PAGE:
Senate Minority Leader Len Fasano, R-North Haven. Kyle Constable /
Senate Minority Leader Len Fasano, R-North Haven.
Senate Minority Leader Len Fasano, R-North Haven. Kyle Constable /

Senate Minority Leader Len Fasano, R-North Haven, requested a legal opinion from the attorney general Tuesday on the legality of the Malloy administration’s plan to cut the budgets of autonomous watchdog agencies.

The Office of State Ethics, State Elections Enforcement Commission and Freedom of Information Commission challenged the administration’s power to make the cuts, but they are pursuing talks with the administration rather seeking their own legal opinion.

Ben Barnes, who oversees the budget as the secretary of policy and management, said he is meeting Friday with the agency heads to discuss his intention to impose a mid-year budget cut of about $180,000, a small piece of a larger effort to balance the budget.

In the budget adopted for the fiscal year that began July 1, the legislature authorized the administration to cut $68.8 million from the $20 billion state budget. The administration is demanding $42,549 from the Office of State Ethics, $44,442 from the Freedom of Information Commission, and $96,032 from the State Elections Enforcement Commission.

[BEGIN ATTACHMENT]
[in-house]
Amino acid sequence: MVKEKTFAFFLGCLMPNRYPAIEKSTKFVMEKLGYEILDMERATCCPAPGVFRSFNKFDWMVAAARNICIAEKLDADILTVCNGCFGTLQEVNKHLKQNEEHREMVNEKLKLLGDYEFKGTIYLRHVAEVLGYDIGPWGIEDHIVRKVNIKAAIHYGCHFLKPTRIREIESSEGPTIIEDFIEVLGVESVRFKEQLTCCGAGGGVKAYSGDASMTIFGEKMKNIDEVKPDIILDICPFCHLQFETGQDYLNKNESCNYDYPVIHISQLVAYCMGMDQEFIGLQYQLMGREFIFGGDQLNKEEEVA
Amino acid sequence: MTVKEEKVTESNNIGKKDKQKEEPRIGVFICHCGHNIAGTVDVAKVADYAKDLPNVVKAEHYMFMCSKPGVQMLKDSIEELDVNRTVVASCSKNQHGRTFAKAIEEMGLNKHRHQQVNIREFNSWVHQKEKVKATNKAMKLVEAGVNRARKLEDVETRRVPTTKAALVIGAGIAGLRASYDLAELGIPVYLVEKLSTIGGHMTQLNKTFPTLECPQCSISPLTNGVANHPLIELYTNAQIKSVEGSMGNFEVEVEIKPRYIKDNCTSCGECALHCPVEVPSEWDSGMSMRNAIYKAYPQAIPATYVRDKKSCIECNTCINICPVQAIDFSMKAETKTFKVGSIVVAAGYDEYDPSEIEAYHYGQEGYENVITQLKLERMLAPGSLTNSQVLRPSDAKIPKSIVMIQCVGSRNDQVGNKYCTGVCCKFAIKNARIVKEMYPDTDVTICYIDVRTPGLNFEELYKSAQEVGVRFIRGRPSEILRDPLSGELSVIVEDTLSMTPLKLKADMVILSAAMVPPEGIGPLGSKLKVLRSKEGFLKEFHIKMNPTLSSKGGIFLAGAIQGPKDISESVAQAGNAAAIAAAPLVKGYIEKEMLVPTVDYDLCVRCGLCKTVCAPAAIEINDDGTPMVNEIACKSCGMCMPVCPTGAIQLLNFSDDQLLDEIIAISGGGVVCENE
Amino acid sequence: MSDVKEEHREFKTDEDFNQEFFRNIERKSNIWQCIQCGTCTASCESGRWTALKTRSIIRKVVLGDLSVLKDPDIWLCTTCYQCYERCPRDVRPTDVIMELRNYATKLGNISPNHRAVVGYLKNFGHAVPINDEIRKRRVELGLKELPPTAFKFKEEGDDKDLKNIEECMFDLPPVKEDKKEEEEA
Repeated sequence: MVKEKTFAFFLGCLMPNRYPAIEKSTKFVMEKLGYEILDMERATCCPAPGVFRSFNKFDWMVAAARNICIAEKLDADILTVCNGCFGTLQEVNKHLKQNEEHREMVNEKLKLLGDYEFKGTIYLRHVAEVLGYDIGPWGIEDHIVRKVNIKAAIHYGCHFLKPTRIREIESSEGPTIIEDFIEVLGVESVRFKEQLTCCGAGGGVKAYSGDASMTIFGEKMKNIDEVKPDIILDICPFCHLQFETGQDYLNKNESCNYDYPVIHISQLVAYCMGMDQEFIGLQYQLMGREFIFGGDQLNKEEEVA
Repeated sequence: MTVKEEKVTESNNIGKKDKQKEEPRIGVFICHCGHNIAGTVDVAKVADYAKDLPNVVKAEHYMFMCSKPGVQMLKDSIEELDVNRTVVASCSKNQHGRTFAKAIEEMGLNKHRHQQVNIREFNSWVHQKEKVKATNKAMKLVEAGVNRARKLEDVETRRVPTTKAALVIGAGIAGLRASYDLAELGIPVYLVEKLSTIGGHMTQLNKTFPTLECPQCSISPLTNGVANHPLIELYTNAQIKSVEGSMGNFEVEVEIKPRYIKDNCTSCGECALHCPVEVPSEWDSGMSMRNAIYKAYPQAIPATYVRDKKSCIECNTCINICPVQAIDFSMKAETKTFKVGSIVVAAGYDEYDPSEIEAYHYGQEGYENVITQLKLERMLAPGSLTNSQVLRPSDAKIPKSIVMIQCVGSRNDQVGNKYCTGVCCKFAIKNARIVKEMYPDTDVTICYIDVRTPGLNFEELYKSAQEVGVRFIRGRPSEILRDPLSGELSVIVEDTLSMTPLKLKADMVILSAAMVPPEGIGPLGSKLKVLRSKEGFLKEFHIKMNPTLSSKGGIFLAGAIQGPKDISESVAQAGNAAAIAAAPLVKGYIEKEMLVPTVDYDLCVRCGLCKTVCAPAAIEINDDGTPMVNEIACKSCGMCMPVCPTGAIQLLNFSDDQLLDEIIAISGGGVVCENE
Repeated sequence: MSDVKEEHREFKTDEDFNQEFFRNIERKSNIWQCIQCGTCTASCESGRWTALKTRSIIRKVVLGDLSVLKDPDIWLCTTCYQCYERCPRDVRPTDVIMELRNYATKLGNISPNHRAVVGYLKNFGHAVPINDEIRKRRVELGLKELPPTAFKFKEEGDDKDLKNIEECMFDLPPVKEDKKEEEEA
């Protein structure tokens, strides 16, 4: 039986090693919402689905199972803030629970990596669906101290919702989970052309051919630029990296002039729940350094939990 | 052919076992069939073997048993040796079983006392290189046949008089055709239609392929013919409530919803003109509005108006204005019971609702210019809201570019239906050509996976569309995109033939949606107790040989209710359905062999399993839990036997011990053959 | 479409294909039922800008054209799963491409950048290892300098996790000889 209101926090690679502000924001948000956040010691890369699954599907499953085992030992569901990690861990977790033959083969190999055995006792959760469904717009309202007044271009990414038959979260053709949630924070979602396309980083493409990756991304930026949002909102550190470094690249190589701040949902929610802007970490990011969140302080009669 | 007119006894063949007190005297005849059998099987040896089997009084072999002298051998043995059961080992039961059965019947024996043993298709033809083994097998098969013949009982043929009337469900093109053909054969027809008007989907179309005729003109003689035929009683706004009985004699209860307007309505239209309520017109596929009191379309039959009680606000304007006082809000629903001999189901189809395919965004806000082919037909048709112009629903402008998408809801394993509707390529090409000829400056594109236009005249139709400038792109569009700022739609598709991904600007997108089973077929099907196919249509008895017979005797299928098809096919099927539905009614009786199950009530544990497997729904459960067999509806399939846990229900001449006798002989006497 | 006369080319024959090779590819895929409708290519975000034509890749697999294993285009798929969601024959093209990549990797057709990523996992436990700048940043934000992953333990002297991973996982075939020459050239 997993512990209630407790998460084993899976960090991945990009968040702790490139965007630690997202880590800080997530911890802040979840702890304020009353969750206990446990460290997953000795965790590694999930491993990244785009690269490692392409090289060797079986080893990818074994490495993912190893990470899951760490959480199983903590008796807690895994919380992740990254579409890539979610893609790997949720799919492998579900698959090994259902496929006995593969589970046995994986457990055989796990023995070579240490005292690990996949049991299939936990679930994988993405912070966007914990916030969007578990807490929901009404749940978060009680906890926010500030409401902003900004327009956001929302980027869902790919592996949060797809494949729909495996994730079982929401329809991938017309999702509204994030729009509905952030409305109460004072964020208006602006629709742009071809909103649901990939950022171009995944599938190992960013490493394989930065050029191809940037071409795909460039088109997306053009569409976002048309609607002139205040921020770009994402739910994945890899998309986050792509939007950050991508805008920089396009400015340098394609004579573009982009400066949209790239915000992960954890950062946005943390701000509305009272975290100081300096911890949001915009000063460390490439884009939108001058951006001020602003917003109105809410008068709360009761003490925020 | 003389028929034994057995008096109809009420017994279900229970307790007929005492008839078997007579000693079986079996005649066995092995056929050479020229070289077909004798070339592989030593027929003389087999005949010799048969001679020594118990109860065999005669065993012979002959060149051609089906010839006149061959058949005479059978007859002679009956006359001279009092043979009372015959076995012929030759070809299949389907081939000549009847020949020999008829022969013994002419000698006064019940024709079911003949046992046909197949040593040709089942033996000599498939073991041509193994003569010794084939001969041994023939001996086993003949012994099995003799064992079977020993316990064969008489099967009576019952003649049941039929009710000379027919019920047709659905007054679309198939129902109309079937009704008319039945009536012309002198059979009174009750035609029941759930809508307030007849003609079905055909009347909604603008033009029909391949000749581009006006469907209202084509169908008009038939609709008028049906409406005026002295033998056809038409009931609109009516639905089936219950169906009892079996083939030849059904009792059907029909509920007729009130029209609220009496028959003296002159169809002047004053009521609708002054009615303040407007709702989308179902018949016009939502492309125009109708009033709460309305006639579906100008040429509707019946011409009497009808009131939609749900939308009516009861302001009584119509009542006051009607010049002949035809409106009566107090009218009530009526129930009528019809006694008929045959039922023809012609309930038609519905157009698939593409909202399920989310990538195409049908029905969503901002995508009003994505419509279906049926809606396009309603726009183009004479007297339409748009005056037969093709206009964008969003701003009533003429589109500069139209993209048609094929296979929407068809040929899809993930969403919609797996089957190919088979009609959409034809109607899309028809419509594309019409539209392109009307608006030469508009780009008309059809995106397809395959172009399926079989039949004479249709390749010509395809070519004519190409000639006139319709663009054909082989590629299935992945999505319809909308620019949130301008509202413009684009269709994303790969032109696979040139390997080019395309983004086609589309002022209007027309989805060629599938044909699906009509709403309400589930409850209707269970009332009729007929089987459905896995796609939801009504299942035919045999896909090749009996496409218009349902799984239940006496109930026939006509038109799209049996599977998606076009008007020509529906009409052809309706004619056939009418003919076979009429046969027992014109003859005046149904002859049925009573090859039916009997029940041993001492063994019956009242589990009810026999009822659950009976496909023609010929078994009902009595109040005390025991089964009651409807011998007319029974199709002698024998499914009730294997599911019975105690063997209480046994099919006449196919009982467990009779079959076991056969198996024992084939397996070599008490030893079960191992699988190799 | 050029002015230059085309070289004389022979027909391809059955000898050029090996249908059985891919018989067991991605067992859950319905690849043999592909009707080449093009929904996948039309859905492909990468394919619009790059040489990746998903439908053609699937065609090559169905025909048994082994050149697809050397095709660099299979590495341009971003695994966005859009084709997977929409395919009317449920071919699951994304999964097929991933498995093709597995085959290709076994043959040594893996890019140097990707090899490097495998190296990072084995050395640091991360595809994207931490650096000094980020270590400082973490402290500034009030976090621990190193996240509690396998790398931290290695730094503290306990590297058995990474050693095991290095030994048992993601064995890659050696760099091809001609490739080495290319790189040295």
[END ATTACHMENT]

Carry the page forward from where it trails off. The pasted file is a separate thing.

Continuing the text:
The agencies say the cuts would violate a law the legislature passed in 2004 to bar Gov. John G. Rowland from cutting their budgets while two of the three agencies were investigating him. He resigned that year while facing an impeachment inquiry.

“I believe that Gov. Malloy was wrong to cut from the state’s watchdog agencies. And even if the governor could make an argument that his cuts were legal, I believe they still should not have been made,” Fasano said Tuesday. “These cuts further weaken the public trust in government. Laws protecting these three watchdog agencies were put in place after a governor, while under federal investigation, tried to cut the budgets of the agencies responsible for ensuring that state officials follow the law.”

He noted that the U.S. attorney’s office is investigating the propriety of fundraising by the Democratic Party in support of Malloy’s re-election in 2014, and he called the budget cuts ill-timed.

The attorney general’s office had no comment on the request.

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Mark PazniokasCapitol Bureau Chief

Mark is the Capitol Bureau Chief and a co-founder of CT Mirror. He is a frequent contributor to WNPR, a former state politics writer for The Hartford Courant and Journal Inquirer, and contributor for The New York Times.

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